Meanwhile, prepare the green sauce: put all the ingredients in a blender with a tablespoon of water and a quarter of a teaspoon of salt, mix well, then transfer to a small bowl.

Spread the yogurt on a large platter, cover with the koftas, drizzle with a few spoonfuls of green sauce and serve with the rest on the side for dipping.

Freekeh and Oatmeal Porridge with Crispy Fried Egg and Ginger Oil

Freekeh and oatmeal porridge from Yotam Ottolenghi with fried egg and ginger oil.

This makes a very comforting breakfast on dark winter days. If you want to make ahead, prepare the porridge and oil the night before; just add a little water when reheating.

Preparation 25 minutes
To cook 25 minutes
Serves 4

100g crushed freekeh
50g rolled oats
20g ghee
or butter
500ml chicken or vegetable stock
¼ teaspoon ground turmeric
Fine sea salt and black pepper
½ teaspoon lemon juice
4-6 eggs

2 tablespoons olive oil

For the ginger oil
90ml olive oil
20g of ginger
peeled and finely grated
½ teaspoon chilli flakes
3 tsp Aleppo pepper

For the garlic spinach
1 tablespoon olive oil
400g of spinach
4 garlic cloves
peeled and crushed
4 spring onionsfinely chopped diagonally

Put a medium saucepan over medium-high heat, add the freekeh, oats, and ghee, and toast, stirring often, for two to three minutes, until lightly browned and smelling nutty. Pour in the broth and 500 ml of water, then stir in the turmeric, half a teaspoon of salt and a good ground pepper and bring to the boil. Reduce heat to medium and cook, stirring often, for 15 minutes, until mixture has thickened to the consistency of loose porridge. Stir in the lemon juice, cover the pan and let sit for 10 minutes.

Meanwhile, prepare the ginger oil. Put a medium skillet over medium heat, add the 90ml of olive oil, the ginger and a quarter teaspoon of salt, and cook for two or three minutes, until fragrant and bubble slightly. Stir in the chili flakes and Aleppo pepper, then pour into a small bowl or jar and let cool for 10 minutes.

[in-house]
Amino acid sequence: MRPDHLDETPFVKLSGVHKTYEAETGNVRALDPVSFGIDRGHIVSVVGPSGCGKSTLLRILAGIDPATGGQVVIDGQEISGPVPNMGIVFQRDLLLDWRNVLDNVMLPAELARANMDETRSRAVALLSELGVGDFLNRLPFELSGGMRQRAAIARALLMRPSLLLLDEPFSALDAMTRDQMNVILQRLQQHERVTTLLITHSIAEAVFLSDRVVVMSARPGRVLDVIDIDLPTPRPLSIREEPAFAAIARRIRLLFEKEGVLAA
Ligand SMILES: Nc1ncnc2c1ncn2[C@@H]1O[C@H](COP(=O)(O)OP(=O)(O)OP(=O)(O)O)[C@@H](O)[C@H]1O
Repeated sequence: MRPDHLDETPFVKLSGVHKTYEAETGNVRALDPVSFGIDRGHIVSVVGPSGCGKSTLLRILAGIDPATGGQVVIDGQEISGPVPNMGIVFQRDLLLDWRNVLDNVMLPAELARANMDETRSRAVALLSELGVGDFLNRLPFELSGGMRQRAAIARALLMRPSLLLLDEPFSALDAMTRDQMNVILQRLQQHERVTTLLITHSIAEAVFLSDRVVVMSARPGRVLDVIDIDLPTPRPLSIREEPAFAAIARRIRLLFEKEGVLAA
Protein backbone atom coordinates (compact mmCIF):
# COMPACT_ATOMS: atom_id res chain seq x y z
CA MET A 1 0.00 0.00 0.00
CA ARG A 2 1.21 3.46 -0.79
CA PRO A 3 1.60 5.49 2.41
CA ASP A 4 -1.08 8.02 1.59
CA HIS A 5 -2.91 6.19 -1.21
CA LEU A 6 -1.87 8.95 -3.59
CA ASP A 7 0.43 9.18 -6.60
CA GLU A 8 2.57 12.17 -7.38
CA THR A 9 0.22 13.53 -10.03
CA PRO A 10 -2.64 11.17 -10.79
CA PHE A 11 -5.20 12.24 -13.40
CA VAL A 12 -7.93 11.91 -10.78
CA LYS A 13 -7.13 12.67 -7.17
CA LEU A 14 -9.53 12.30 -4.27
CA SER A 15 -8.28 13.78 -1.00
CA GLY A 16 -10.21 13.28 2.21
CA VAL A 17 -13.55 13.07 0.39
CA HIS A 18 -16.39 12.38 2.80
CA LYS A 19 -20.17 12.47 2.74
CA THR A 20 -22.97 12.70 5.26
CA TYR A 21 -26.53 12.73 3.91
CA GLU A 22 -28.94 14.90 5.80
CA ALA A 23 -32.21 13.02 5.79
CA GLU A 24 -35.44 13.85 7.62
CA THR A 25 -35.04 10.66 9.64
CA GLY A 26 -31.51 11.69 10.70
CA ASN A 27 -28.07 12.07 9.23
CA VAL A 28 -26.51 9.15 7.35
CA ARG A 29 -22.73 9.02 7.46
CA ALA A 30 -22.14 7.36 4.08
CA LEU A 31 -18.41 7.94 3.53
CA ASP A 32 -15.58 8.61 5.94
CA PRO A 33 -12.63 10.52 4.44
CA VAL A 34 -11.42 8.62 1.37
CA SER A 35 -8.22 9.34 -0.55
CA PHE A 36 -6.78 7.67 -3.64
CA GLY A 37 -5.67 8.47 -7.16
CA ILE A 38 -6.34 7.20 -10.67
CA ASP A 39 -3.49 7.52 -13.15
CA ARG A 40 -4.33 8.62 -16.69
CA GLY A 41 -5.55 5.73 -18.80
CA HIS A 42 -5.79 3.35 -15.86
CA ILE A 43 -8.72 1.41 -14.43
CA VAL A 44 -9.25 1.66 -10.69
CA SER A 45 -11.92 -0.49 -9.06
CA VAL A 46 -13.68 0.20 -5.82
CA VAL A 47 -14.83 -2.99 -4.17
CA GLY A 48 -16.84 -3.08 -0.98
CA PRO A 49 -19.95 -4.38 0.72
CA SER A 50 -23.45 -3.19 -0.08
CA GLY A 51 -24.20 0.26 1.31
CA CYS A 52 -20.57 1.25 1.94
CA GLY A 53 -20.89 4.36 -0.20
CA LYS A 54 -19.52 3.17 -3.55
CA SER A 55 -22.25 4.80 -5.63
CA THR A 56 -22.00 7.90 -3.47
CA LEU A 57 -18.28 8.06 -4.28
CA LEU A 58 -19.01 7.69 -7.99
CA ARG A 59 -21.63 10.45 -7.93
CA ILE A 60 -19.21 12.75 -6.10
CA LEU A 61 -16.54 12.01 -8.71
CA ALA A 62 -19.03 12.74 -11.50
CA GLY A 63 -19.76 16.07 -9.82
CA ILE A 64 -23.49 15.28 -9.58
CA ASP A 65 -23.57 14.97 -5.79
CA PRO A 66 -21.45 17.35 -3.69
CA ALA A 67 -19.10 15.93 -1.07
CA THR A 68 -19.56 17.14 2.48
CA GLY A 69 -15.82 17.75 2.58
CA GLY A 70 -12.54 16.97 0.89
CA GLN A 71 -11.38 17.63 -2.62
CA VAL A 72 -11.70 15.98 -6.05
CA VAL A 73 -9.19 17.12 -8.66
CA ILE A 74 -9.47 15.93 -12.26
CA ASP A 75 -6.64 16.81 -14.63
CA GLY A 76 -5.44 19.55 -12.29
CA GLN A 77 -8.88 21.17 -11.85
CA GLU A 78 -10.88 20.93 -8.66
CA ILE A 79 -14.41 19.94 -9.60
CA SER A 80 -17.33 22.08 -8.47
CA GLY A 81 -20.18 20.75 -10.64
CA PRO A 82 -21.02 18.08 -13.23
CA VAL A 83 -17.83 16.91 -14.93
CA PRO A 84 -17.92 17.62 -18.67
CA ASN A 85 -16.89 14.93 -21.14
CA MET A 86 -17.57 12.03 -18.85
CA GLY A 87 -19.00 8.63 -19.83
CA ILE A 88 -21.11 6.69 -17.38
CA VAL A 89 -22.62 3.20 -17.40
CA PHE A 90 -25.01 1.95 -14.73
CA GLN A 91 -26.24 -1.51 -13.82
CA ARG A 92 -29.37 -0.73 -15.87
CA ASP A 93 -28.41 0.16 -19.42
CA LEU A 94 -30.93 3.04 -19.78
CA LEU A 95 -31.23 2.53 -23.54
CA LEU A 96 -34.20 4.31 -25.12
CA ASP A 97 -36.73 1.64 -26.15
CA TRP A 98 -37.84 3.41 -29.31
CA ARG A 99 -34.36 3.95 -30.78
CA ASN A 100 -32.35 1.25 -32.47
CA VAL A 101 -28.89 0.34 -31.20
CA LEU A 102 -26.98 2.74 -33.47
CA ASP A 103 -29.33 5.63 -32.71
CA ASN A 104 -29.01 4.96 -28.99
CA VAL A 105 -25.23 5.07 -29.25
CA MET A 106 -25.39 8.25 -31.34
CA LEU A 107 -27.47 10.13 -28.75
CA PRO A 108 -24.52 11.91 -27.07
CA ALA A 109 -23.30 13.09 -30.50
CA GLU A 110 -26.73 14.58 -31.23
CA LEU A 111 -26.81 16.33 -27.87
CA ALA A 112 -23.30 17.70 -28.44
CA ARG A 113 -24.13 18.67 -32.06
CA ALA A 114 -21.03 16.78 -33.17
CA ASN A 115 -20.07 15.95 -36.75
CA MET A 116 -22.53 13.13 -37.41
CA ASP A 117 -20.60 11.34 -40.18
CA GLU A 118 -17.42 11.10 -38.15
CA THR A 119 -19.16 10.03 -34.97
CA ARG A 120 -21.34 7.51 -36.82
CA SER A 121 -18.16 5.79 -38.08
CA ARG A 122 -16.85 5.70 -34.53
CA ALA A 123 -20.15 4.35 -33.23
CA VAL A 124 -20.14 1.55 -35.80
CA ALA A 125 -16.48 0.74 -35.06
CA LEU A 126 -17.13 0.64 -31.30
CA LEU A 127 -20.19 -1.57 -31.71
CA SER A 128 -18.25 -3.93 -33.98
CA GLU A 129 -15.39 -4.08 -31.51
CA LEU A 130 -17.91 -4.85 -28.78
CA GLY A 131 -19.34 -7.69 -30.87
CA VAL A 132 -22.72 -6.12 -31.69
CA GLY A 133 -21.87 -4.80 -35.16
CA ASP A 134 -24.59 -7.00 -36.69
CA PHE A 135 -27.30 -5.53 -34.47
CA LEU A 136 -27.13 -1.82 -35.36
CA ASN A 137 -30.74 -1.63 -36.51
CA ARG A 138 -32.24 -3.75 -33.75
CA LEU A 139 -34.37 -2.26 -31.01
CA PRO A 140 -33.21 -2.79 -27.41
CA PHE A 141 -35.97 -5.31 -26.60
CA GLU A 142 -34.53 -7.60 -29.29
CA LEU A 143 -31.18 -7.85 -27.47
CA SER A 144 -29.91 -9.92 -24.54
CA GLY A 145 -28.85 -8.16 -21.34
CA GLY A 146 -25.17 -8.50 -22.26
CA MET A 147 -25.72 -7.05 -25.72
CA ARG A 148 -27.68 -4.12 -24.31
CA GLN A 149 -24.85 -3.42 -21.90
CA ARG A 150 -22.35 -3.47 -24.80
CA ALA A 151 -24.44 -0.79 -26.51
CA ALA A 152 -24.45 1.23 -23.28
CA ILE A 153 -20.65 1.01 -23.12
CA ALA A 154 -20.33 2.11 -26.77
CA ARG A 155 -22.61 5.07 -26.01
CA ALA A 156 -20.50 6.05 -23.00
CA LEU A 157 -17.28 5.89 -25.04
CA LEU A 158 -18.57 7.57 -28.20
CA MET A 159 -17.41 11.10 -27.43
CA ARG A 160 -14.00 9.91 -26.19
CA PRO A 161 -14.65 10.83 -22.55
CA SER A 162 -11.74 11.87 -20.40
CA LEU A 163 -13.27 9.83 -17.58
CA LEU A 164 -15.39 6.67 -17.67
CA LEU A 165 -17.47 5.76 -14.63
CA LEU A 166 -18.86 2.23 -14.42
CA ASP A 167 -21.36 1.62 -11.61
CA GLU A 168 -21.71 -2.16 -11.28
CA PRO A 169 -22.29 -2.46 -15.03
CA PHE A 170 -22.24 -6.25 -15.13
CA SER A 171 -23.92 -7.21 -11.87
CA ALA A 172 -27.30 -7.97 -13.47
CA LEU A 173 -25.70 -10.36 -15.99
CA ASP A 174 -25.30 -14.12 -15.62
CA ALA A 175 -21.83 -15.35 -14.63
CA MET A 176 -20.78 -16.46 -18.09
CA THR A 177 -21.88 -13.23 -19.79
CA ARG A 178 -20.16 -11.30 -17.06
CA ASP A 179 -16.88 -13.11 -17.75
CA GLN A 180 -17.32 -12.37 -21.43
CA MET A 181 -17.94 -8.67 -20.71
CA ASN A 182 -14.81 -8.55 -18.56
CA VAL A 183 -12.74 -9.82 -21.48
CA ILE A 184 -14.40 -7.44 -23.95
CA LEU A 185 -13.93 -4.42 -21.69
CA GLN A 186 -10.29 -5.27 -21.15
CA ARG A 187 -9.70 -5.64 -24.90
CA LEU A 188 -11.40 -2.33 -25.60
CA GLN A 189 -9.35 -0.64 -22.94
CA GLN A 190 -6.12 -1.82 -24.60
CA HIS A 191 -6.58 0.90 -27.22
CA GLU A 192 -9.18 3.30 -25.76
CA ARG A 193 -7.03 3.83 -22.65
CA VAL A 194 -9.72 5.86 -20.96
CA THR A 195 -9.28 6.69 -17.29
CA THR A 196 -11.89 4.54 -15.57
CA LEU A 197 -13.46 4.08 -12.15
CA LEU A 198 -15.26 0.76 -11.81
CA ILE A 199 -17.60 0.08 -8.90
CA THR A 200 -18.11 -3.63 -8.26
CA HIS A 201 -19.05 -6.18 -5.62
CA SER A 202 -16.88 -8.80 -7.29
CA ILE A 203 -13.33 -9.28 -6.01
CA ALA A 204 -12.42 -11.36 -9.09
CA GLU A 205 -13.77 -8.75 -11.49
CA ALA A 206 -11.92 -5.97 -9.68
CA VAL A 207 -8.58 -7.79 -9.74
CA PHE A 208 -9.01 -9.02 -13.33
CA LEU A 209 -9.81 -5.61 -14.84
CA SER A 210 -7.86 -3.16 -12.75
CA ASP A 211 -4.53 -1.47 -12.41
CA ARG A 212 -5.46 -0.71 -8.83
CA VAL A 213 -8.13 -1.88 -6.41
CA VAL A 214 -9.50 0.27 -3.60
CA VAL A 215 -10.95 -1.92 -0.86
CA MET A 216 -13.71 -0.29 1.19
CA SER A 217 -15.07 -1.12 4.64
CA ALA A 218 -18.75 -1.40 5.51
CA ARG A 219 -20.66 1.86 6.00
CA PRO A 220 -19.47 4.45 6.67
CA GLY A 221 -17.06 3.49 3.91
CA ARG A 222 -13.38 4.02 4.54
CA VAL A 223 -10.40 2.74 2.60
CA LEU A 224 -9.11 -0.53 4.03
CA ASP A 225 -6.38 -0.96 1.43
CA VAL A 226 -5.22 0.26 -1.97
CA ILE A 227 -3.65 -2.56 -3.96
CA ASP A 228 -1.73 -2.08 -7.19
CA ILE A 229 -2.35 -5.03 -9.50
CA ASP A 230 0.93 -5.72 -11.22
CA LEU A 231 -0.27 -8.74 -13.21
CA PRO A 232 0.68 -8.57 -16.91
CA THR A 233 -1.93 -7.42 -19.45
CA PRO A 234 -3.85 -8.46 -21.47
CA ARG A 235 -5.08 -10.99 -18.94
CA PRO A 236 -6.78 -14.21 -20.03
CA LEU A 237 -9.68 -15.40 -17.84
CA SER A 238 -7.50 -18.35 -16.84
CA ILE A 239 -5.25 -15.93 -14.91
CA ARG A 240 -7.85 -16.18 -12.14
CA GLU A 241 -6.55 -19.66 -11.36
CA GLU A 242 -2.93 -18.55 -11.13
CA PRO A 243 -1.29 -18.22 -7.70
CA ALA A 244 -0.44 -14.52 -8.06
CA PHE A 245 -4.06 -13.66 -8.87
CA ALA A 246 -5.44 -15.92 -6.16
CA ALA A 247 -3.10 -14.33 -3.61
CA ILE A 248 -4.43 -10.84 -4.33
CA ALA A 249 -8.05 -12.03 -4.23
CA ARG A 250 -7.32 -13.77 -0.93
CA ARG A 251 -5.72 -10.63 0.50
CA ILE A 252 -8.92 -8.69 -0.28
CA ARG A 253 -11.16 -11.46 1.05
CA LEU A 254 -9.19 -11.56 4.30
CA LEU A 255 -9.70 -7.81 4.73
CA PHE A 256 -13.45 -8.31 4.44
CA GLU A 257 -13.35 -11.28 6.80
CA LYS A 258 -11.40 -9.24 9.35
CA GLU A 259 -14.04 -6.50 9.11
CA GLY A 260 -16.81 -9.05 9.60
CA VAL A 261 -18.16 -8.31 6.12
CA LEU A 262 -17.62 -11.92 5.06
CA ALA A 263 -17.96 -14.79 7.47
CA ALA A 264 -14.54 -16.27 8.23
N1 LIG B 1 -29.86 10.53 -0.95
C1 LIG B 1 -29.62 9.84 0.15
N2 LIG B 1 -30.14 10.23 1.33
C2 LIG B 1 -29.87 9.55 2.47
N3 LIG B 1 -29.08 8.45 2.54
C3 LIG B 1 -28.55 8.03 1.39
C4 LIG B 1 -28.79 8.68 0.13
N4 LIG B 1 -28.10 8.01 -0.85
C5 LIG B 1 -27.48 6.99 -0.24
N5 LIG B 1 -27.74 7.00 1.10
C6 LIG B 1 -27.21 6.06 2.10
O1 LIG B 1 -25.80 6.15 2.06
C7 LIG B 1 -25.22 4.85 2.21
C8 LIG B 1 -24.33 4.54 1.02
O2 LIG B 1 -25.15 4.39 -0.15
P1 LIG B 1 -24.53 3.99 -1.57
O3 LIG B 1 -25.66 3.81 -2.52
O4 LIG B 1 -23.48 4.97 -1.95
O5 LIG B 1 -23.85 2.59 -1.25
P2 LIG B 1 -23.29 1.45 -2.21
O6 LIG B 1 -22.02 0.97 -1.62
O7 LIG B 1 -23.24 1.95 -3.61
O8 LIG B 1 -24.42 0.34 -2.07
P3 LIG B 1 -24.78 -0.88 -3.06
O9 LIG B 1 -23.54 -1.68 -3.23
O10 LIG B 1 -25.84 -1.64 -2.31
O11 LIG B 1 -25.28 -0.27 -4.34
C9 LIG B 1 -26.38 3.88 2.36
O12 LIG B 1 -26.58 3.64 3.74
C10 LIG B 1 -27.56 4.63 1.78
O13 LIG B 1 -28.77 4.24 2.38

To make the spinach, wipe out the skillet and put it on high. Add the tablespoon of olive oil and a third of the spinach, cook for 30 seconds, until just wilted, then stir in all the garlic. Add the rest of the spinach in two batches, stirring well and often to prevent the garlic from sticking, then add a quarter teaspoon of salt and the spring onions, cook for another 30 seconds, then remove from the heat.

To make the eggs, put a large skillet over medium-high heat and, when hot, add the two tablespoons of olive oil. Carefully crack the eggs, sprinkle with a pinch of salt and a good turn of the pepper mill, and fry for two or three minutes, until the whites are set and the bottoms are golden and crispy. Using a spatula, transfer to a plate lined with paper towel.

To assemble the dish, divide the porridge into four shallow bowls, put an egg on top and pour over the spinach mixture. Drizzle with a teaspoon of ginger oil and serve with the rest on the side.

Lamb and Freekeh Timballo

Yotam Ottolenghi lamb and freekeh timpani.
Yotam Ottolenghi lamb and freekeh timpani.

This take on classic Sicilian pasta cooking is a fantastic centerpiece for a dinner party that balances the smoky aroma of freekeh, sour cherries and rich lamb. Serve with rice and/or salad.